Vitamin D supplementation has no effect on conventional cardiovascular risk factors:A parallel-group, double-blind, placebo-controlled RCT

Wood, Adrian D., Secombes, Karen R., Thies, Frank, Aucott, Lorna, Black, Alison J., Mavroeidi, Alexandra, Simpson, William G., Fraser, William D., Reid, David M. and Macdonald, Helen M. (2012) Vitamin D supplementation has no effect on conventional cardiovascular risk factors:A parallel-group, double-blind, placebo-controlled RCT. The Journal of Clinical Endocrinology and Metabolism, 97 (10). pp. 3557-3567. ISSN 0021-972X

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Context: Observational studies show an association between low vitamin D status assessed by circulating 25-hydroxyvitamin D and cardiovascular events and mortality. Data from randomized controlled trials are limited. Objective: The aim of this study was to test whether daily doses of vitamin D at 400 or 1000 IU/d for 1 yr affected conventional markers of cardiovascular disease (CVD) risk. Design: We conducted a parallel-group, double-blind, placebo-controlled randomized controlled trial. Randomization was computer generated. Participants and study investigators were blinded to intervention groupings throughout the trial. Setting: The study was conducted at the Clinical Research Facility, University of Aberdeen, United Kingdom. Participants: Atotal of 305 healthy postmenopausal women aged 60-70 yr were recruited for the study. Intervention: Each woman received a daily capsule of 400 or 1000 IU vitamin D3 or placebo randomly allocated. Main Outcome Measures: Primary outcomes were serum lipid profile [total, high-density lipoprotein, and low-density lipoprotein cholesterol; triglycerides; and apolipoproteins A-1 and B ], insulin resistance (homeostatic model assessment), inflammatory biomarkers (high-sensitivity C-reactive protein, IL-6, soluble intracellular adhesion molecule-1), and blood pressure. Results: Atotal of 265 (87%) participants completed all study visits. Small differences between groups for serum apolipoprotein B change [repeated measures ANOVA, P = 0.04; mean (SD), -1.0 (10.0) mg/dl (400 IU); -1.0 (10.0) mg/dl (1000 IU); and +0.02 (10.0) mg/dl (placebo)] were not considered clinically significant. Other systemic markers for CVD risk remained unchanged. There was significant seasonal variation in systolic and diastolic blood pressure independent of vitamin D dose (P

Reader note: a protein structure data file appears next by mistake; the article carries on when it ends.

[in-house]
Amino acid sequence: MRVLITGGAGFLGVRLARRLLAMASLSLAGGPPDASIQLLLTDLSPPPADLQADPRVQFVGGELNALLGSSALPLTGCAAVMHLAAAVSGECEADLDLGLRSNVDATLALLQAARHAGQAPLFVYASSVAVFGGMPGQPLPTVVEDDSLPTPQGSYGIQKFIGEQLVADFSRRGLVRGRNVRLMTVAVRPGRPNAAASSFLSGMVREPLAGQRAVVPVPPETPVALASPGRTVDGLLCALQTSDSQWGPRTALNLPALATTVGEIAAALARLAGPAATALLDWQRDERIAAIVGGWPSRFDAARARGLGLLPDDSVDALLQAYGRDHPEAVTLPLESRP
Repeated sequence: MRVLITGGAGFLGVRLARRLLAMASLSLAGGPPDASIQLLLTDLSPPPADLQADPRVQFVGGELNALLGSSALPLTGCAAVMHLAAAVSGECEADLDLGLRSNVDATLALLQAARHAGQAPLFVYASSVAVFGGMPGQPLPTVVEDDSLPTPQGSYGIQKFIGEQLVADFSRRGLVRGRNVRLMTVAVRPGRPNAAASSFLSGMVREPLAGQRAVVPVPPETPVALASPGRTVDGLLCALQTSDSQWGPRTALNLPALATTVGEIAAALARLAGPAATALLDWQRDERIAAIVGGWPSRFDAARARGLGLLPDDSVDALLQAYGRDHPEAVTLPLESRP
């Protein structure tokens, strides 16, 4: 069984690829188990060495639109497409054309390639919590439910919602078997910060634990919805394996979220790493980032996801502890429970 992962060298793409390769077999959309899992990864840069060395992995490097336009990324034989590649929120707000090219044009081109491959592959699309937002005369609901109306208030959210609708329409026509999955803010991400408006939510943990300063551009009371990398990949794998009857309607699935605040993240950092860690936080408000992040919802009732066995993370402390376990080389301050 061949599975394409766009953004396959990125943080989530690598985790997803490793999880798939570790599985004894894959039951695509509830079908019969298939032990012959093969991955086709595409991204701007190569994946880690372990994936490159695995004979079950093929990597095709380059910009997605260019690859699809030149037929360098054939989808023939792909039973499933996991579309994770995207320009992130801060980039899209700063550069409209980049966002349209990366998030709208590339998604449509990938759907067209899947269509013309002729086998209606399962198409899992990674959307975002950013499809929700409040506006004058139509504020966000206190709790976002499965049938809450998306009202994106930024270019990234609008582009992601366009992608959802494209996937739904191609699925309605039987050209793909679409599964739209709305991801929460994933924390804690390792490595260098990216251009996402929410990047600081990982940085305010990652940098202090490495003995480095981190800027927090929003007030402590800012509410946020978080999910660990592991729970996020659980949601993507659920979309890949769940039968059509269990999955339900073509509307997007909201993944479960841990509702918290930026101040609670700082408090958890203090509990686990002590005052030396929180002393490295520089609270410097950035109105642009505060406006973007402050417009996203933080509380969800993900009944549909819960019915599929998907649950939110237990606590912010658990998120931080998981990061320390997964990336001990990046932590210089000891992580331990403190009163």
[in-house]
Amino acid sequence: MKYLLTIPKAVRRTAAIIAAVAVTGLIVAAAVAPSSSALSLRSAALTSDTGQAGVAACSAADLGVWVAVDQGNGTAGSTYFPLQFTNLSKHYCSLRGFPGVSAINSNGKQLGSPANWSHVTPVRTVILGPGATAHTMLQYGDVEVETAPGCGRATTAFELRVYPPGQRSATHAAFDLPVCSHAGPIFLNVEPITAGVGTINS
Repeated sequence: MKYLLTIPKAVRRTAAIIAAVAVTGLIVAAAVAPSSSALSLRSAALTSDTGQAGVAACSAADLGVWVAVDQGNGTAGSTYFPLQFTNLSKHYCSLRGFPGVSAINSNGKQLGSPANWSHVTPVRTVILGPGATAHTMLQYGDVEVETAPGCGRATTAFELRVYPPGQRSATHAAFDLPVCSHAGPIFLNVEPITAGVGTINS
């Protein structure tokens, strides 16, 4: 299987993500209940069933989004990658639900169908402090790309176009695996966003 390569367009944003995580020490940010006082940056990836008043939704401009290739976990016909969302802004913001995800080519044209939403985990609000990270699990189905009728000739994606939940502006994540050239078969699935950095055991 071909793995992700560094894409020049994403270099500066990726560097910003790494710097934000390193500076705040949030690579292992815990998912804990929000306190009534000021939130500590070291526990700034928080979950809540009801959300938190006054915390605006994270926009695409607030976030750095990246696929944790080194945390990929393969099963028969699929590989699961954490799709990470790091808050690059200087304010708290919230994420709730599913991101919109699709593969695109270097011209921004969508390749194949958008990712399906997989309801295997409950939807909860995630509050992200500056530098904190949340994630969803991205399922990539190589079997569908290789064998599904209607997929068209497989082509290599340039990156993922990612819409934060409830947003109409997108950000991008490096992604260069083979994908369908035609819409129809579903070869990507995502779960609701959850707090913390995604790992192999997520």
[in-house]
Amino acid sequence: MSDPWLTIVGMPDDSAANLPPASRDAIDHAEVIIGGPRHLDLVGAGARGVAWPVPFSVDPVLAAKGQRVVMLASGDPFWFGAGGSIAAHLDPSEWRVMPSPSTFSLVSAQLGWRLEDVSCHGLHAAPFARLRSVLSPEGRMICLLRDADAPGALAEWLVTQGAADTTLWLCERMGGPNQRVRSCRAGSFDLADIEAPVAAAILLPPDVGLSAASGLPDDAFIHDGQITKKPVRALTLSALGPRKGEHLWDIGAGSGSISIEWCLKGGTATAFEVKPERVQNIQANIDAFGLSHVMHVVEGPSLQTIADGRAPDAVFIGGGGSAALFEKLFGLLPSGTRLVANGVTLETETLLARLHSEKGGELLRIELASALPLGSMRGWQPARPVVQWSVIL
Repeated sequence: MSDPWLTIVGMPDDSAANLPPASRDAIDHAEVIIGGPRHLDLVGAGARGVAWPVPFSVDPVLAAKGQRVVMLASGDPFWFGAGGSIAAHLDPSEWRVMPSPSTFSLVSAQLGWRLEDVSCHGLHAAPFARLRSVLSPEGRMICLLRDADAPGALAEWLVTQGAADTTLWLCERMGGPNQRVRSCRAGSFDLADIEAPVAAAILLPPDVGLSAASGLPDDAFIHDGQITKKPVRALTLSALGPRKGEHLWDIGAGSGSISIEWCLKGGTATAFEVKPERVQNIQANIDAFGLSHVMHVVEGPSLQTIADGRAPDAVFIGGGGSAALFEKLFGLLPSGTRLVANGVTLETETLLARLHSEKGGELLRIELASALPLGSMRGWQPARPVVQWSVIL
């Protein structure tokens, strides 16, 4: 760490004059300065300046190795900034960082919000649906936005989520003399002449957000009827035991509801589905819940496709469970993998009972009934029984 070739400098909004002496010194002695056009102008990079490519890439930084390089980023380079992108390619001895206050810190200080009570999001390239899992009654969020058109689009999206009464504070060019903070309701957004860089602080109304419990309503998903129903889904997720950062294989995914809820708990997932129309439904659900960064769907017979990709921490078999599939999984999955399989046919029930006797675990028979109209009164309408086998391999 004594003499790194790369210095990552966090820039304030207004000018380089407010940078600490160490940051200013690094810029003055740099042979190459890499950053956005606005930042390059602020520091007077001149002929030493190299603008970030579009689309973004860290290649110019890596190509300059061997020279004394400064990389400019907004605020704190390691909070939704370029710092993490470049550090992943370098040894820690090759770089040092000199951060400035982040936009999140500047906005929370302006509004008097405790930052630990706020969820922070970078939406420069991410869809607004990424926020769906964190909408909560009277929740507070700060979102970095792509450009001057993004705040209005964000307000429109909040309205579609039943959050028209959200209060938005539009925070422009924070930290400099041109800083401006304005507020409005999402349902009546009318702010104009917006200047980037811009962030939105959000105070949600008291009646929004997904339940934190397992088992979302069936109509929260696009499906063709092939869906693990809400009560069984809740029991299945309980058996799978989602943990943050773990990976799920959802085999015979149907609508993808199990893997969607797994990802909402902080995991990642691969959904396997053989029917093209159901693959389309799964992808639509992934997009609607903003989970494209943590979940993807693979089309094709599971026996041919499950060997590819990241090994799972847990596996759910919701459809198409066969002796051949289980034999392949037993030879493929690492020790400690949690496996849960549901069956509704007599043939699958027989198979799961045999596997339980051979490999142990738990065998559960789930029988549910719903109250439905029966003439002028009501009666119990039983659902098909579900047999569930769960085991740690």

Item Type: Article
Uncontrolled Keywords: aged,biological markers,cardiovascular diseases,cholecalciferol,double-blind method,female,humans,middle aged,placebos,postmenopause,risk factors,risk reduction behavior,vitamins,sdg 3 - good health and well-being ,/dk/atira/pure/sustainabledevelopmentgoals/good_health_and_well_being
Faculty \ School: Faculty of Medicine and Health Sciences > Norwich Medical School
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Depositing User: Pure Connector
Date Deposited: 24 Sep 2013 01:00
Last Modified: 24 Oct 2022 04:39
DOI: 10.1210/jc.2012-2126

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